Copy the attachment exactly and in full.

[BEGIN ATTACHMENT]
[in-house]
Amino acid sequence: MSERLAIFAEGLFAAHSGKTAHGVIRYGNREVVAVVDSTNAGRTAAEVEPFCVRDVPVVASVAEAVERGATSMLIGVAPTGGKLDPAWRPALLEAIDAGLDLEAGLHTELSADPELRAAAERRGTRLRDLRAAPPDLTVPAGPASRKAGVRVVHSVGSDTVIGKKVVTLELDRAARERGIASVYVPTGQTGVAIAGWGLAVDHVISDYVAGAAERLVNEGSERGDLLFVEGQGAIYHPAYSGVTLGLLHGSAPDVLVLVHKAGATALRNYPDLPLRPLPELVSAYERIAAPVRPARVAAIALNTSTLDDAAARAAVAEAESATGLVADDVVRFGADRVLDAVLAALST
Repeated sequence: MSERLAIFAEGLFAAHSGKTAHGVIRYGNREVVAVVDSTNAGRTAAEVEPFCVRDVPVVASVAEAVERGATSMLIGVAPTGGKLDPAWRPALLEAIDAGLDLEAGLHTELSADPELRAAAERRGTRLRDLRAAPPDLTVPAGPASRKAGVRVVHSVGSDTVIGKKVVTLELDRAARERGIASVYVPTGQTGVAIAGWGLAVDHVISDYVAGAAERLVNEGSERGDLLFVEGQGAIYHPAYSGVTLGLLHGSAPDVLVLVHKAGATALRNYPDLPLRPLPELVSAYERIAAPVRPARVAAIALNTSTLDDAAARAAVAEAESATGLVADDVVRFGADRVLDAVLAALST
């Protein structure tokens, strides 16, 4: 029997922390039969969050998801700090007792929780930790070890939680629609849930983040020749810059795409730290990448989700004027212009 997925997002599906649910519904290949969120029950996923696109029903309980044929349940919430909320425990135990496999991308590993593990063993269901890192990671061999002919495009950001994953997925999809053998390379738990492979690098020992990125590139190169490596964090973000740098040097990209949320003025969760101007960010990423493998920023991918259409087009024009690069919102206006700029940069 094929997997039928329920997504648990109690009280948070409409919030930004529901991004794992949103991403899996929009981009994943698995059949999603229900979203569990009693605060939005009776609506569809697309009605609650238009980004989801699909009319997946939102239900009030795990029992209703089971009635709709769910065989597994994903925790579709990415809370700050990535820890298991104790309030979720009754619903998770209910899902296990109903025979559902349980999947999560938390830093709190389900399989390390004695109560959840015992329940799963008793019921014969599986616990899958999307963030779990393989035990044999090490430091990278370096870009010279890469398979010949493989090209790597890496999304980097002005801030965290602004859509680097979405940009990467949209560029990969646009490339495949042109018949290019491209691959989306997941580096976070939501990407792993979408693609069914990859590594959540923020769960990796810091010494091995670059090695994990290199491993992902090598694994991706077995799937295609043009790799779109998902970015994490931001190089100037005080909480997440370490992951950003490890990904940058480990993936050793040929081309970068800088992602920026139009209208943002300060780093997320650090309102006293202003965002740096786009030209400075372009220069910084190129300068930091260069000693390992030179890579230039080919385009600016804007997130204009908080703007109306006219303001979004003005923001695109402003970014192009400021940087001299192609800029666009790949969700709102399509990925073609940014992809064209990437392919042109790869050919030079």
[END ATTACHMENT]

[in-house]
Amino acid sequence: MSERLAIFAEGLFAAHSGKTAHGVIRYGNREVVAVVDSTNAGRTAAEVEPFCVRDVPVVASVAEAVERGATSMLIGVAPTGGKLDPAWRPALLEAIDAGLDLEAGLHTELSADPELRAAAERRGTRLRDLRAAPPDLTVPAGPASRKAGVRVVHSVGSDTVIGKKVVTLELDRAARERGIASVYVPTGQTGVAIAGWGLAVDHVISDYVAGAAERLVNEGSERGDLLFVEGQGAIYHPAYSGVTLGLLHGSAPDVLVLVHKAGATALRNYPDLPLRPLPELVSAYERIAAPVRPARVAAIALNTSTLDDAAARAAVAEAESATGLVADDVVRFGADRVLDAVLAALST
Repeated sequence: MSERLAIFAEGLFAAHSGKTAHGVIRYGNREVVAVVDSTNAGRTAAEVEPFCVRDVPVVASVAEAVERGATSMLIGVAPTGGKLDPAWRPALLEAIDAGLDLEAGLHTELSADPELRAAAERRGTRLRDLRAAPPDLTVPAGPASRKAGVRVVHSVGSDTVIGKKVVTLELDRAARERGIASVYVPTGQTGVAIAGWGLAVDHVISDYVAGAAERLVNEGSERGDLLFVEGQGAIYHPAYSGVTLGLLHGSAPDVLVLVHKAGATALRNYPDLPLRPLPELVSAYERIAAPVRPARVAAIALNTSTLDDAAARAAVAEAESATGLVADDVVRFGADRVLDAVLAALST
């Protein structure tokens, strides 16, 4: 029997922390039969969050998801700090007792929780930790070890939680629609849930983040020749810059795409730290990448989700004027212009 997925997002599906649910519904290949969120029950996923696109029903309980044929349940919430909320425990135990496999991308590993593990063993269901890192990671061999002919495009950001994953997925999809053998390379738990492979690098020992990125590139190169490596964090973000740098040097990209949320003025969760101007960010990423493998920023991918259409087009024009690069919102206006700029940069 094929997997039928329920997504648990109690009280948070409409919030930004529901991004794992949103991403899996929009981009994943698995059949999603229900979203569990009693605060939005009776609506569809697309009605609650238009980004989801699909009319997946939102239900009030795990029992209703089971009635709709769910065989597994994903925790579709990415809370700050990535820890298991104790309030979720009754619903998770209910899902296990109903025979559902349980999947999560938390830093709190389900399989390390004695109560959840015992329940799963008793019921014969599986616990899958999307963030779990393989035990044999090490430091990278370096870009010279890469398979010949493989090209790597890496999304980097002005801030965290602004859509680097979405940009990467949209560029990969646009490339495949042109018949290019491209691959989306997941580096976070939501990407792993979408693609069914990859590594959540923020769960990796810091010494091995670059090695994990290199491993992902090598694994991706077995799937295609043009790799779109998902970015994490931001190089100037005080909480997440370490992951950003490890990904940058480990993936050793040929081309970068800088992602920026139009209208943002300060780093997320650090309102006293202003965002740096786009030209400075372009220069910084190129300068930091260069000693390992030179890579230039080919385009600016804007997130204009908080703007109306006219303001979004003005923001695109402003970014192009400021940087001299192609800029666009790949969700709102399509990925073609940014992809064209990437392919042109790869050919030079």